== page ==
Alexa Tue 25-Feb-20 14:33:32

Suziewoozie, with regard to your Swedish friend's experience it's very good to train the young child in the locally correct form of words whatever that may be.

Any training will fall on stony ground unless the method is play and lighthearted.

suziewoozie Tue 25-Feb-20 14:45:36

I’m not disagreeing at all with that Alexa I just thought it was interesting not to have a word for please, that’s all.

Ilovecheese Tue 25-Feb-20 14:48:23

In my opinion, learning good manners by rote is a different thing than consideration for others.
Please and thank you just parroted out is not an indication of kindness or good character.

GagaJo Tue 25-Feb-20 14:53:03

My grandson isn't two yet and knows how to say please and thank you. Manners are important. They affect how others perceive you, whether you are well mannered or not.

Students that thank me as they leave my lesson make a good impression. It may be reflex, but it doesn't matter. It shows they appreciate someone else's effort.

Good manners are also politeness strategies. They're part of the socialisation process of a child. The child/adult with poor manners is not well received in society. By not teaching manners, you're disadvantaging your child .

suziewoozie Tue 25-Feb-20 14:54:40

I always loved it when I was working in Manchester and people thanked the bus driver when getting off

Ilovecheese Tue 25-Feb-20 14:57:46

Susiewoozie I didn't realise that only happened here in Manchester! I thought everybody did it.

suziewoozie Tue 25-Feb-20 15:11:04

When I’d come back from a stay in Manchester, I used to do all sorts of things that took people aback. Thanking the bus driver, talking to people in the lift ....?

suziewoozie Tue 25-Feb-20 15:12:09

I soon went back to normal grumpy taciturn Southerner ?

DoraMarr Tue 25-Feb-20 15:18:47

Everyone says “thank you” to the bus driver in Birmingham. I think most people are polite, there have always been a few who are not.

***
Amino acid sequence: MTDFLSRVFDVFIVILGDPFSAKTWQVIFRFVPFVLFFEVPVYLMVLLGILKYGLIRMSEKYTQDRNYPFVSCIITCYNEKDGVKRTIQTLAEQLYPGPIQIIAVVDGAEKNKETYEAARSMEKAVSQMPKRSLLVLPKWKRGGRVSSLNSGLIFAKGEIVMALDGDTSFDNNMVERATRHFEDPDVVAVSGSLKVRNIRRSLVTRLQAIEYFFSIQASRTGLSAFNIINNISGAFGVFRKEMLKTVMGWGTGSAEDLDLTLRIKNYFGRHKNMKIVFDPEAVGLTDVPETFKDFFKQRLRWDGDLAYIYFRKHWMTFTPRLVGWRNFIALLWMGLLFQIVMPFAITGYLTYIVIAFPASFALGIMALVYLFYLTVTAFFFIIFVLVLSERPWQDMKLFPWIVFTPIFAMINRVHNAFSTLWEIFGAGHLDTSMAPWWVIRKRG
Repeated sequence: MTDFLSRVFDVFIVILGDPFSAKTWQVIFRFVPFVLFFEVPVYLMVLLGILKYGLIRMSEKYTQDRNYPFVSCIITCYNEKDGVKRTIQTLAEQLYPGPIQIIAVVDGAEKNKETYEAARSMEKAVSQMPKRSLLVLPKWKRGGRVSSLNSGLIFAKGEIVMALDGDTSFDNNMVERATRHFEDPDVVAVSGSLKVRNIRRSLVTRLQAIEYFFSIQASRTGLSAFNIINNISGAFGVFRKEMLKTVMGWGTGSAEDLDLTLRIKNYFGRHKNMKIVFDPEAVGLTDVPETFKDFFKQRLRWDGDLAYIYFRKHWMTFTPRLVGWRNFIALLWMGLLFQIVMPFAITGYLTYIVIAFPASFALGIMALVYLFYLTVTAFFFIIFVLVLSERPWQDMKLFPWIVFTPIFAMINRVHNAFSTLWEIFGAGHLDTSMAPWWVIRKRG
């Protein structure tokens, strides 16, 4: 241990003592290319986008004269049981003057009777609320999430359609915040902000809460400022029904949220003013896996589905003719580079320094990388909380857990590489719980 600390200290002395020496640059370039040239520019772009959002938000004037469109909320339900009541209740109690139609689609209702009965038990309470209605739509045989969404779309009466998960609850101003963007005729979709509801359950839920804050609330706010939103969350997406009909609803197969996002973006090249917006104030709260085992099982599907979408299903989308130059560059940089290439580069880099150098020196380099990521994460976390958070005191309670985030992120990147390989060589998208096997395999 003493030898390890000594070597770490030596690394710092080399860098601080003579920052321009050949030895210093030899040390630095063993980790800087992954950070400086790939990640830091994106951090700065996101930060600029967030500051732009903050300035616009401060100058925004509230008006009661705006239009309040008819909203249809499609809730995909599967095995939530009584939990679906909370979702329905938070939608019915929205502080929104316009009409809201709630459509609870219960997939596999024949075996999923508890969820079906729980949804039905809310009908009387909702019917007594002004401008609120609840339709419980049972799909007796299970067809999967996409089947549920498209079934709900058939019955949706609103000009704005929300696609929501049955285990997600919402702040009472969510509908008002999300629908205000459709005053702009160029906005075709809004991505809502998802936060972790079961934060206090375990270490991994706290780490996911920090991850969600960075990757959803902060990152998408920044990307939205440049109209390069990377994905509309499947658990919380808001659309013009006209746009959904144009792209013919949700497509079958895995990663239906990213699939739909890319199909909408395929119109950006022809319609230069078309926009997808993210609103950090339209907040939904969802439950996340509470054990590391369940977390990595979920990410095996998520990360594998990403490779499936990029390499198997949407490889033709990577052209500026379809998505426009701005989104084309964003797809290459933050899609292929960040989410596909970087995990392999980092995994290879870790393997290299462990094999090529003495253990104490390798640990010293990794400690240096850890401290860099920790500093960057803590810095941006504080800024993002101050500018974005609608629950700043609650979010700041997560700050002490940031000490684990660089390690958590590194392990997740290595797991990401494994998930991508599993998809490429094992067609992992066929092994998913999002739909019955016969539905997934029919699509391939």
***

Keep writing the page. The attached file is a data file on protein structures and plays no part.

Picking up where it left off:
May7 Tue 25-Feb-20 15:20:53

We say thank you to bus drivers here in Liverpool too?

suziewoozie Tue 25-Feb-20 15:24:08

Maybe it’s just here that’s impolite

Suki70 Tue 25-Feb-20 15:31:54

Everyone in the South London borough where I live thanks bus drivers too.

suziewoozie Tue 25-Feb-20 15:32:57

Oh dear - Surrey then

Pantglas2 Tue 25-Feb-20 15:42:21

I wonder whether thanking the bus driver is a generational thing? I do it but don’t often see youngsters doing it - possibly because lots of them have their ear plugs in listening to whatever and they’re in their own little world?

Another thing I do in a restaurant is push my chair back in as I leave the table but I’ve noticed I’m the only one on so many occasions. If everyone did it there’d be more room to move around.

AGAA4 Tue 25-Feb-20 15:53:34

Bus drivers are thanked in north Wales too. I do despair of some of the rudeness I see and it's not just young people. My grandchildren are polite and always when asked in a restaurant what they would like say "may I please have" instead of "can I get"which many older people seem to do.

GagaJo Tue 25-Feb-20 15:58:29

In Switzerland people thank the bus driver. Maybe it's universal.